Further, a look at undecided voters paints a more troubling picture for Netanyahu. Among this group, 24% say they most trust Netanyahu, 27% say Herzog, and 34% don’t identify a specific leader when it comes to safeguarding Israel-US ties.
To review, Israeli voters aren’t particularly warm to Netanyahu. They are even less warm to Obama, but they are no more negative to him than they are to many of their own politicians. Israeli voters do not trust Obama to ensure that Iran does not achieve a nuclear weapon – and their distrust is growing, but the Iranian threat is not a top issue for them. Politically, Netanyahu would be wise to frame communication around his speech to the US Congress as solely about Iran, because fewer than a third of voters see him as the most trusted leader to safeguard the US-Israel relationship.
The survey was conducted February 1-3, 2015, among a representative sample of 824 Israeli adults who indicated that they were very likely or somewhat likely to vote in the upcoming Knesset elections. Respondents who indicated that they were less likely or not at all likely to vote were not included in the survey sample. 44.7% of completed surveys were directed to landline home phones, 33.5% to mobile phones, and 21.9% were conducted via online panels, helping to compensate for the high percentage of Israelis who do not have regular landline phones. 10.1% of respondents were Arabic speakers surveyed in Arabic, and 10.9% were Russian speakers surveyed in Russian. The findings are rounded to the nearest whole digit. The margin of error is +/-3.41% with a 95% confidence level.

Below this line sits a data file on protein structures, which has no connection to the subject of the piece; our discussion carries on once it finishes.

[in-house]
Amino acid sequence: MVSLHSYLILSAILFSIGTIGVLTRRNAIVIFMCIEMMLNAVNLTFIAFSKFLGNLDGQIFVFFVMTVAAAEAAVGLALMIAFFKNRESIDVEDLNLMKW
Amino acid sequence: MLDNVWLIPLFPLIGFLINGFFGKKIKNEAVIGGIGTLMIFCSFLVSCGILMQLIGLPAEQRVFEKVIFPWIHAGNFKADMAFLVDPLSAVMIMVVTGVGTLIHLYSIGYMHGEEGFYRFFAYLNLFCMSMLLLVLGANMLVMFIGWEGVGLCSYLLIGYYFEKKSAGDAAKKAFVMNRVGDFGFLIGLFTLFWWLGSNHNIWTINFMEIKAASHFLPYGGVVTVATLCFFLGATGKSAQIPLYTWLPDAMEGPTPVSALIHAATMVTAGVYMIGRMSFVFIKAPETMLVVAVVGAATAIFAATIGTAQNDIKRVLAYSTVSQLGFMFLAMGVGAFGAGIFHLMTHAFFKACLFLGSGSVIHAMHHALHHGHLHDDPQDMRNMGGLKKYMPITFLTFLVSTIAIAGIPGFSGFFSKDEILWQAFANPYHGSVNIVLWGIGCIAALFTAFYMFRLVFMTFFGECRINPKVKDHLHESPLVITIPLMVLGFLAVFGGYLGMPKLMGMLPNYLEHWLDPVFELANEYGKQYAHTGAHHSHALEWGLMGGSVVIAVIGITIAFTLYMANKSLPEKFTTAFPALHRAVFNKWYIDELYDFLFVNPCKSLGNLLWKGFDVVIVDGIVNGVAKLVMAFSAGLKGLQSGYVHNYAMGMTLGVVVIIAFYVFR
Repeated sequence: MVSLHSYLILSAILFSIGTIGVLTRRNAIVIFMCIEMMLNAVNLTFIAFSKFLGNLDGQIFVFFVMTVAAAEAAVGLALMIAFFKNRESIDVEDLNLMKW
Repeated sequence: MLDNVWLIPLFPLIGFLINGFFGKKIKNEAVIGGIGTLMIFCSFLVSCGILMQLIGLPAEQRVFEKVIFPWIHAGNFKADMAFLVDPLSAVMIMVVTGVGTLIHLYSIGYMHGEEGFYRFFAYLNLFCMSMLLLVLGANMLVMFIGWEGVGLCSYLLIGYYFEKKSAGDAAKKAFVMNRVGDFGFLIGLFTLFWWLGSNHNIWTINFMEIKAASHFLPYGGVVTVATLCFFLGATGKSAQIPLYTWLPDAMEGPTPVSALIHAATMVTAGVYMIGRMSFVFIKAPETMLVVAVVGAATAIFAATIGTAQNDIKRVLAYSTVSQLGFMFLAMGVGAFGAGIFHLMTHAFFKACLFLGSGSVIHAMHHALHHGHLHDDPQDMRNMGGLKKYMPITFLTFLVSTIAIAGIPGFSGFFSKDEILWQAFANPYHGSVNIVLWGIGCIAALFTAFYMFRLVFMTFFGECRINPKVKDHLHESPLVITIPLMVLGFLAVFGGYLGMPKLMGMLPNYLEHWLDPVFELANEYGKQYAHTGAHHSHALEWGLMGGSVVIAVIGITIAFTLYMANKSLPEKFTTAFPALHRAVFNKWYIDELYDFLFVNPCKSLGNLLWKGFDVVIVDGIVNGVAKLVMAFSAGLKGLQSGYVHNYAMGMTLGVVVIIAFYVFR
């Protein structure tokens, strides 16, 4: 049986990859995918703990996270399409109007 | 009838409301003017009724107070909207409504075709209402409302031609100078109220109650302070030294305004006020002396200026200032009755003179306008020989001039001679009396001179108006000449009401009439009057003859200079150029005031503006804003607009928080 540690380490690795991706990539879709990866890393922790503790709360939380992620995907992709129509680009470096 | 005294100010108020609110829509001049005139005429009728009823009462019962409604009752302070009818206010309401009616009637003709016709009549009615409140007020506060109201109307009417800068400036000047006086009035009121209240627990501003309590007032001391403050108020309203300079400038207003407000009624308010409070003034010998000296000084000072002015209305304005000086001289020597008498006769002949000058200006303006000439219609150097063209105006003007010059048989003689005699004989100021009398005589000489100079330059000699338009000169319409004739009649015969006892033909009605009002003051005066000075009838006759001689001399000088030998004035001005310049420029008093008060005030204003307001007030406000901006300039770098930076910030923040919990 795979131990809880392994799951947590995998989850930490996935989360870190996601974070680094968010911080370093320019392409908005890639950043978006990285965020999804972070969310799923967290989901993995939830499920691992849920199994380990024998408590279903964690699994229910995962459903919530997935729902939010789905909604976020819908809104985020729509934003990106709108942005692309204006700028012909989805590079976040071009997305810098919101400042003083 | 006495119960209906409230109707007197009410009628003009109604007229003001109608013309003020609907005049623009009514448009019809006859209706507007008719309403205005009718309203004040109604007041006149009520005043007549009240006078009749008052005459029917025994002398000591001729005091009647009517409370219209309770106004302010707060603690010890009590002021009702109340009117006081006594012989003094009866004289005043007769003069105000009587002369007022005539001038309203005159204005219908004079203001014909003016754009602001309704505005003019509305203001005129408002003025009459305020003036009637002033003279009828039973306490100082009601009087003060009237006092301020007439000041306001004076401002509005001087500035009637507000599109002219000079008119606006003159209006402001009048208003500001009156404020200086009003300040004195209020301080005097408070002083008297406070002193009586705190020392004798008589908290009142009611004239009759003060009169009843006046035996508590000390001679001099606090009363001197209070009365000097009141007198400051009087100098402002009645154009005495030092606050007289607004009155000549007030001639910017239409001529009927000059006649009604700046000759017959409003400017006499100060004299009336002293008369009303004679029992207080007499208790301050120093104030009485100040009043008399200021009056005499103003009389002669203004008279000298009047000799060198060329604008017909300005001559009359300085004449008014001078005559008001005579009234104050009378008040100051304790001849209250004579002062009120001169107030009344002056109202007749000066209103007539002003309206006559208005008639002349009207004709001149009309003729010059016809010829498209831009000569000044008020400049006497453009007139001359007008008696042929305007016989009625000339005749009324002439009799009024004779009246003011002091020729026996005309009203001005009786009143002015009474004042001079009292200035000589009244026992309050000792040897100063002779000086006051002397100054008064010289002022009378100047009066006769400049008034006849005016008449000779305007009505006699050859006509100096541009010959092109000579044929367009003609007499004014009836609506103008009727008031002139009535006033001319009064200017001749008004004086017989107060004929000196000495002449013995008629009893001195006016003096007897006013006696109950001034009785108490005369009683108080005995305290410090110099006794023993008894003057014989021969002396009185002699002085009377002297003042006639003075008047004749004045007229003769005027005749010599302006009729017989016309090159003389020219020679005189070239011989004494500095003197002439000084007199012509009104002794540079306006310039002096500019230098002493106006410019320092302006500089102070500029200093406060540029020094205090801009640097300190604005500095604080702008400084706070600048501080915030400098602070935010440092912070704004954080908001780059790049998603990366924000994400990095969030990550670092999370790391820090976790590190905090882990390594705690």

This is the third in a series of articles that The Times of Israel is publishing on the basis of the poll. The survey was formulated by The Times of Israel and the author, from political consultancy firm 202 Strategies. Our survey is the most accurate publicly available poll to date, having questioned a relatively large sample of 824 likely voters — as opposed to the Hebrew media’s norm of 500 eligible voters.
Stephan Miller, cited by Campaigns and Elections magazine in 2008 as “James Carville’s young protégé,” is an American-Israeli public opinion research analyst and communications strategist and a former adviser to Jerusalem Mayor Nir Barkat who has worked on campaigns in 10 countries across four continents.